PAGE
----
A deadly new bird flu virus in China evolved from migratory birds via waterfowl to poultry and into people, and there are other bird flu viruses circulating that could follow the same path, scientists have found.
The study – an analysis of the evolutionary history of the H7N9 bird flu that has so far killed 44 people – identified several other H7 flu viruses circulating in birds that the researchers said "may pose threats beyond the current outbreak".
While none of the additional H7 strains they detected has yet been found in humans, some are able to infect other mammals such as ferrets, the researchers said, suggesting a jump to humans may be possible.
"The discovery... reminds us that even if H7N9 does not return, there are risks lurking amongst the great diversity of avian influenza viruses," said Peter Horby, a bird flu expert at the Oxford University Clinical Research Unit in Hanoi, Vietnam, who was not involved in the research.
H7N9 bird flu, which was unknown in humans until February, has so far infected at least 135 people in China and Taiwan, killing 44 of them, according to the latest World Health Organisation (WHO) data.
Most cases have been in people who had visited live poultry markets or had close contact with live poultry.
In recent weeks the number of new infections in people has dropped dramatically, thanks largely, experts say, to the closure by Chinese authorities of many live poultry markets and the summer season. But many virologists fear the human case rate may pick up again with the return of autumn and winter in China.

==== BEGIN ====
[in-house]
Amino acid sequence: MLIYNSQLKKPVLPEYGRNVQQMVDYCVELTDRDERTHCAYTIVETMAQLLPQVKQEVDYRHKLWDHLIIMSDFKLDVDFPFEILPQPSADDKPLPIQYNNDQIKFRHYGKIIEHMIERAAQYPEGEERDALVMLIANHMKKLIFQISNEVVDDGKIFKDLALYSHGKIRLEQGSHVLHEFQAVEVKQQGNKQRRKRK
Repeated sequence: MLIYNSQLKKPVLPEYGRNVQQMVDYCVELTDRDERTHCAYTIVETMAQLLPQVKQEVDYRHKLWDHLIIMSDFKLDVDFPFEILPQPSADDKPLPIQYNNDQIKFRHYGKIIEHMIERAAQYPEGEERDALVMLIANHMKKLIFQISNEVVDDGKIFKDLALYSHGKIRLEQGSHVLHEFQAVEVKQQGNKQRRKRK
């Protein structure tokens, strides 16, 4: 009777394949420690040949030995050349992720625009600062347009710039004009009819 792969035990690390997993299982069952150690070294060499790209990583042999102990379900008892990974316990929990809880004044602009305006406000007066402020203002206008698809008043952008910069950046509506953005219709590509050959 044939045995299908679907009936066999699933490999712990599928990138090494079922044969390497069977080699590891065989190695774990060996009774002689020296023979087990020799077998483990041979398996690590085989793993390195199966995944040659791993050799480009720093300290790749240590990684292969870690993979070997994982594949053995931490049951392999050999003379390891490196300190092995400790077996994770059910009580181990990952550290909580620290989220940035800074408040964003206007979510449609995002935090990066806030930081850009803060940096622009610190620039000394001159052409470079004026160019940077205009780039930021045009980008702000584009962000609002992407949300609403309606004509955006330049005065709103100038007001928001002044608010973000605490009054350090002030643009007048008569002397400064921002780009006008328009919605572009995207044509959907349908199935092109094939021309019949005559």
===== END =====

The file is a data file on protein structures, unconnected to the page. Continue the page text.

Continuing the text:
Sequencing genetic codes
To trace the evolution of H7N9 and its path into humans, researchers led by Maria Huachen Zhu and Yi Guan of the University of Hong Kong conducted field surveillance around the main H7N9 outbreak region and mapped out, or sequenced, genetic codes of a large number of bird flu viruses they found.
Reporting their findings in the journal Nature on Wednesday, they concluded that H7 viruses probably transferred from ducks to chickens on at least two independent occasions and that a so-called "reassortment" of these viruses with others called H9N2 eventually generated the H7N9 outbreak virus.
They also found another previously unrecognised H7N7 virus strain had emerged and is circulating in poultry in China.
In experiments testing this strain, they discovered it has the ability to infect ferrets – an animal model often used by scientists to find out more about what flu might do in humans – suggesting it could jump into people in future.
Flu experts praised the research, with Horby describing it as using the kind of "microbial forensics" essential for helping scientists piece together where new bird flu viruses come from and what other threats might be out there.
Ian Jones, a virologist at Britain's University of Reading, said the discovery of other H7 bird flu strains was interesting but stressed they were "not of immediate public concern".
"The study identifies the route of adaptation (for H7N9) from migratory birds to local waterfowl to poultry in live markets and then to people," he said.
"Surveillance programmes can now focus on key strains in the adaption process and eradicate them before they complete the jump to people."